Read More: California Adoption Requirements

Housing Requirements for California Foster Homes

Foster parents don’t have to own their homes. Renting an apartment will suffice, but no more than two children – including any biological children the family might have – can share a bedroom. Each child must have his or her own bed. No more than six children, including biological children, can live in the same household.

Children over the age of 5 can only share a bedroom with a child of the same gender, and only infants can share a bedroom with an adult. Even then, no more than two infants and two adults can share the same room.

Common areas, such as a family room, basement or attic, don’t count as bedrooms, and no pathway to other areas can lead through the child’s bedroom. The home or apartment must be equipped with smoke detectors or sprinklers, and each bedroom must have fully operable windows.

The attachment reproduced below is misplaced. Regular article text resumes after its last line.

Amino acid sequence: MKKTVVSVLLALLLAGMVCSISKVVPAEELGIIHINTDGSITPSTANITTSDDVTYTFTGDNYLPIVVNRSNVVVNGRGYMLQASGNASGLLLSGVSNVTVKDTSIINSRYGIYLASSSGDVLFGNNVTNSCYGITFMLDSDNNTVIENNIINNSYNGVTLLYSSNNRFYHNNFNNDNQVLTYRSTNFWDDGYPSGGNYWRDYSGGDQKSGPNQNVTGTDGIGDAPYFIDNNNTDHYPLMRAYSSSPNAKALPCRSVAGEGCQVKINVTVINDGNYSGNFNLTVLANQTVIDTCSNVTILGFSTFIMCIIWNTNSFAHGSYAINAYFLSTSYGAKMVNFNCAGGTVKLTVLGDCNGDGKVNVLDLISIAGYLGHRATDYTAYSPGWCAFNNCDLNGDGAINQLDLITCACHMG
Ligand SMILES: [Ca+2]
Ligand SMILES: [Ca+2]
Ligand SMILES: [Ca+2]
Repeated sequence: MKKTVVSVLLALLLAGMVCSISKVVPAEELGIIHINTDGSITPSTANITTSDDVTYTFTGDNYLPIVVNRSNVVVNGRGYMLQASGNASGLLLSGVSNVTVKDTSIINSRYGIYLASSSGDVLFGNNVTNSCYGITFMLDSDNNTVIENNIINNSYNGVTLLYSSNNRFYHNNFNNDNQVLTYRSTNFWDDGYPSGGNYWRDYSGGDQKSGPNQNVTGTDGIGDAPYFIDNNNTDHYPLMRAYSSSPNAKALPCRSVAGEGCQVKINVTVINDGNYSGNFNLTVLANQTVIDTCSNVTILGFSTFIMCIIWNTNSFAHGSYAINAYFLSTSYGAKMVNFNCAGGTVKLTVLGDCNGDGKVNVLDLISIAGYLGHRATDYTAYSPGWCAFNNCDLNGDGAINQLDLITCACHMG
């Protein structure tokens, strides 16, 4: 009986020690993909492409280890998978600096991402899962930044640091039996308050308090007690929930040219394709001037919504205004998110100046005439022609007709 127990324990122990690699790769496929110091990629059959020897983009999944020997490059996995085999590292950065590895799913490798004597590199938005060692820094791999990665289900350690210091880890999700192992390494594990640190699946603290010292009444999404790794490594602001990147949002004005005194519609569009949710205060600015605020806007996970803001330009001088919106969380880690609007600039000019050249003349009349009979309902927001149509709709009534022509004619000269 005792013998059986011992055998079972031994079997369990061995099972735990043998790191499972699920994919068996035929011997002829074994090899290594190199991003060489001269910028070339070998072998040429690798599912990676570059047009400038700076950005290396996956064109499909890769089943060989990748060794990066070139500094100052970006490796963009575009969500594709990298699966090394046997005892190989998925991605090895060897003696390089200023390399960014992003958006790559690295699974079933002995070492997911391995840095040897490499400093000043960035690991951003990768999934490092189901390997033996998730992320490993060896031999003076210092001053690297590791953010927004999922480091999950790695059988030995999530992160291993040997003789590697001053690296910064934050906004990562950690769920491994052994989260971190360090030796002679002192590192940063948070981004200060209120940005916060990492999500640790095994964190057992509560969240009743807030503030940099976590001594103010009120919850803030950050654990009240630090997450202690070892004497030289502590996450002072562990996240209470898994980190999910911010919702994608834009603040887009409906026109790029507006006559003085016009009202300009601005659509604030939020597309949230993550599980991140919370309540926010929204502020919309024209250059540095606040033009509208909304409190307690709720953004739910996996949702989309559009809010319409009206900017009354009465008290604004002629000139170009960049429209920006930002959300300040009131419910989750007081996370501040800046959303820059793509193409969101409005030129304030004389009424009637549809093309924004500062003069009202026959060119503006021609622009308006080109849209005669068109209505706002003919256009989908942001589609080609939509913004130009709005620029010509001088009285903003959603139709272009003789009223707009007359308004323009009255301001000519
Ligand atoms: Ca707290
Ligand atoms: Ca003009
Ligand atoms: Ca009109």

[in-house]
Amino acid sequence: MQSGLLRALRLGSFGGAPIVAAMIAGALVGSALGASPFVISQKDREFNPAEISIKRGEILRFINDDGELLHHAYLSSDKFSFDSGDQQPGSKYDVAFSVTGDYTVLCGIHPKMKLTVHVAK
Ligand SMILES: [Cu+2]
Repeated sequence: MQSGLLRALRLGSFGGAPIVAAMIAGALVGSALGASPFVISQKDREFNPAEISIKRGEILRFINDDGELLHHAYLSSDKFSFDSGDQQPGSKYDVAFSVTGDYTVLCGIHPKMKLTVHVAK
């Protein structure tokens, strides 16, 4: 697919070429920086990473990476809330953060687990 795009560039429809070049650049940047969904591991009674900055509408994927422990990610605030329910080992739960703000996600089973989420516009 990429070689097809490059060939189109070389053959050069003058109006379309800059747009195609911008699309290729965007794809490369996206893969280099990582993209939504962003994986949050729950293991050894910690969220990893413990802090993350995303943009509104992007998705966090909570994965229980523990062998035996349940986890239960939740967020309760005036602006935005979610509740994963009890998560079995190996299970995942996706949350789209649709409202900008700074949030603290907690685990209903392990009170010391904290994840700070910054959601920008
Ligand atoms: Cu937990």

Foster Parent Orientation and Training

The foster care process in California begins with an orientation program. Prospective parents must then attend the Resource Family Approval program, which teaches them the ins and outs of foster care and what’s required for them to become licensed. The RFA program also provides an ongoing support network after licensure.

The program takes place for 12 hours over 90 days, but some counties tack on an additional eight to 10 hours, which will take longer.

Prospective parents who aren’t already certified in CPR must undergo this type of training as well.